Unit - 3

Transformers

A material is magnetically characterized based on the way it can be magnetized. This depends on the material’s magnetic susceptibility – its magnitude and sign.

Three basic magnetisms are:

- Dia-magnetism
- Para-magnetism
- Ferro-magnetism.
- Anti-ferro-magnetism and ferri-magnetisms are considered as subclasses of ferro-magnetism.

Dia-magnetism

- Very weak; exists ONLY in presence of an external field, non-permanent.
- Applied external field acts on atoms of a material, slightly unbalancing their orbiting electrons, and creates small magnetic dipoles within atoms which oppose the applied field. This action produces a negative magnetic effect known as diamagnetism.
- The induced magnetic moment is small, and the magnetization (M) direction is opposite to the direction of applied field (H).
- Thus, the relative permeability is less than unity i.e. magnetic susceptibility is negative, and is in order of -10-5.
- Materials such as Cu, Ag, Si, Ag and alumina are diamagnetic at room temperature.

Para-magnetism

- Slightly stronger; when an external field is applied dipoles line-up with the field, resulting in a positive magnetization. However, the dipoles do not interact.
- Materials which exhibit a small positive magnetic susceptibility in the presence of a magnetic field are called para-magnetic, and the effect is termed as para-magnetism.
- In the absence of an external field, the orientations of atomic magnetic moments are random leading to no net magnetization.
- When an external field is applied dipoles line-up with the field, resulting in a positive magnetization.
- However, because the dipoles do not interact, extremely large magnetic fields are required to align all of the dipoles.
- In addition, the effect is lost as soon as the magnetic field is removed.
- Since thermal agitation randomizes the directions of the magnetic dipoles, an increase in temperature decreases the paramagnetic effect.
- Para-magnetism is produced in many materials like aluminium, calcium, titanium, alloys of copper. Magnetic susceptibility of these materials is slightly positive, and lies in the range +10-5 to +10-2.

Ferro-magnetism

- Both dia- and para- magnetic materials are considered as non-magnetic because they exhibit magnetization only in presence of an external field.
- Certain materials possess permanent magnetic moments even in the absence of an external field.
- This is result of permanent unpaired dipoles formed from unfilled energy levels.
- These dipoles can easily line-up with the imposed magnetic field due to the exchange interaction or mutual reinforcement of the dipoles. These are chrematistics of ferromagnetism.
- Materials with ferro-magnetism (Examples: Fe, Co, Ni, Gd) possess magnetic susceptibilities approaching 106.
- Above the Curie temperature, ferro-magnetic materials behave as para-magnetic materials and their susceptibility is given by the Curie-Weiss law, defined as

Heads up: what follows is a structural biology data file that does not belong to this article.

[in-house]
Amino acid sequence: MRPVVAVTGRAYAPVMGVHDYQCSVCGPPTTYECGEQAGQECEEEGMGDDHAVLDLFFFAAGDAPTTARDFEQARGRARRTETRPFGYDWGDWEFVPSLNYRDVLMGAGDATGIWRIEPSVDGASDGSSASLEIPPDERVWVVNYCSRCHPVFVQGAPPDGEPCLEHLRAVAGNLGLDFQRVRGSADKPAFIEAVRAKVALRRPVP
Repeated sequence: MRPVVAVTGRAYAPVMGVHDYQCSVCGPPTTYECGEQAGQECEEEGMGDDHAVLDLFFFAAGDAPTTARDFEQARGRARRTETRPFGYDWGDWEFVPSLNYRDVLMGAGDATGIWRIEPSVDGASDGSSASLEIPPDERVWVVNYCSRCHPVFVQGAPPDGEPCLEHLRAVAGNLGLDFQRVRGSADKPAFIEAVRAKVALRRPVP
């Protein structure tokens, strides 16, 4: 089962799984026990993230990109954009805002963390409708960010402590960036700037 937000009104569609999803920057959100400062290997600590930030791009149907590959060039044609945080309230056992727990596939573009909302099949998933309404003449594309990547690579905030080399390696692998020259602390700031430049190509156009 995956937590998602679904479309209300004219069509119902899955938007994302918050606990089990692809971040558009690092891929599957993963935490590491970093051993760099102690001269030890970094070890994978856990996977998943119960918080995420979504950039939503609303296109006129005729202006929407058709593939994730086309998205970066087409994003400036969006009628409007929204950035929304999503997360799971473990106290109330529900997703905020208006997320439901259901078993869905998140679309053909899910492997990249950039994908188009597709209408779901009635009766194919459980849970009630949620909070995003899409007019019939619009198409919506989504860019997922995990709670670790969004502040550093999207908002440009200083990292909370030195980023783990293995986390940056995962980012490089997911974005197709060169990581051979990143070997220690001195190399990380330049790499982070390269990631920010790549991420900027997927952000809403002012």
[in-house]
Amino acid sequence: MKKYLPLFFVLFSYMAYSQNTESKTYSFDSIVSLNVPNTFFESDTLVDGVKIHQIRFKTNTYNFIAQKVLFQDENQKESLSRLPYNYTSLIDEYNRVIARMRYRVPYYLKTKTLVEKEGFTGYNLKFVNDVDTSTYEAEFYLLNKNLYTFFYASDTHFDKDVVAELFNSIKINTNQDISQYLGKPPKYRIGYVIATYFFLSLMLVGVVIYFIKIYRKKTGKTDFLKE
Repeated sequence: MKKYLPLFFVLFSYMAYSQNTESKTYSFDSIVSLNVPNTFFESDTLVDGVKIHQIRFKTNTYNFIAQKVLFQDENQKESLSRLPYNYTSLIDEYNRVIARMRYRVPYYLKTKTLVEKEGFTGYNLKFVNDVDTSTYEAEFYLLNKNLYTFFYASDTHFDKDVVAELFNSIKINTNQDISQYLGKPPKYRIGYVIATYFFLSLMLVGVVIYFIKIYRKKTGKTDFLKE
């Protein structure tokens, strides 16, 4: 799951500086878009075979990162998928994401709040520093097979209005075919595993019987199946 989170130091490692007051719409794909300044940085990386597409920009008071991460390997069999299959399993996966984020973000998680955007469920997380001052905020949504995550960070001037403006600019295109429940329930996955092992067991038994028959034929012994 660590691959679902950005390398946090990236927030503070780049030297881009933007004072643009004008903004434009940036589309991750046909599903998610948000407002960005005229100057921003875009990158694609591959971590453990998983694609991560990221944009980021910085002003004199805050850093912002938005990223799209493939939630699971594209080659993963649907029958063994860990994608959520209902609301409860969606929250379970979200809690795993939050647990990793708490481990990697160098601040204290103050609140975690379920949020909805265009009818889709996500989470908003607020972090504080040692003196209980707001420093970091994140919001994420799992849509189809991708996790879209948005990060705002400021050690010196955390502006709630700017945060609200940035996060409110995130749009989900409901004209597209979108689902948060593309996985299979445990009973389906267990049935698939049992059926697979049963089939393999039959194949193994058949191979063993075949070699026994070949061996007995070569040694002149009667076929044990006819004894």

χm = C/T-TC

Where C – material constant, T – temperature, Tc – Curie temperature.

Anti-ferro-magnetism

- Dipoles line-up, but in opposite directions, resulting in zero magnetization.
- Eg: Mn, Cr, MnO, NiO, CoO, MnCl2
- Exchange interaction which is responsible for parallel alignment of spins is extremely sensitive to inter-atomic spacing and to the atomic positions. This sensitivity causes anti-parallel alignment of spins.
- When the strength of anti-parallel spin magnetic moments is equal, no net spin moment exists, and resulting susceptibilities are quite small.
- One noticeable characteristic of anti-ferro-magnets is they attain maximum susceptibility at a critical temperature called Neel temperature. At temperatures above this, anti-ferro-magnets become para-magnetic.

Ferri-magnetism

- Some ceramic materials exhibit net magnetization. Eg: Fe3O4, NiFe2O4, (Mn.Mg)Fe2O4, PbFe12O19, Ba Fe12O19, YIG – yttrium iron garnet Y3Fe5O12.
- In a magnetic field, the dipoles of a cation may line up with the field, while dipoles of other cation may not. These ceramics are called ferrites, and the effect is known as ferri-magnetism.
- Ferri-magnetism is similar to anti-ferro-magnetism in that the spins of different atoms or ions line up anti-parallel. However, the spins do not cancel each other out, and a net spin moment exists.
- Below the Neel temperature, therefore, ferromagnetic materials behave very much like ferromagnetic materials and are paramagnetic above the Neel temperature.
- These materials exhibit a large but field dependent magnetic susceptibility similar to ferro-magnets.
- They also show Curie-Weiss behavior. As these ceramics are good insulators, electrical losses are minimal, and hence ferrites have lot of applications in devices such as high frequency transformers.

Key takeaway

In a magnetic circuit, this field is represented by magnetomotive force. It is analogous to the electromotive force in electrical circuit. This field is responsible to “set up” certain flux, which in turn gives rise to certain flux density B. Note that, here H is cause and B is its effect. The amount of flux which can be setup in a material is determined by an inherent property of the material, called as permeability, denoted by µ.

B = µH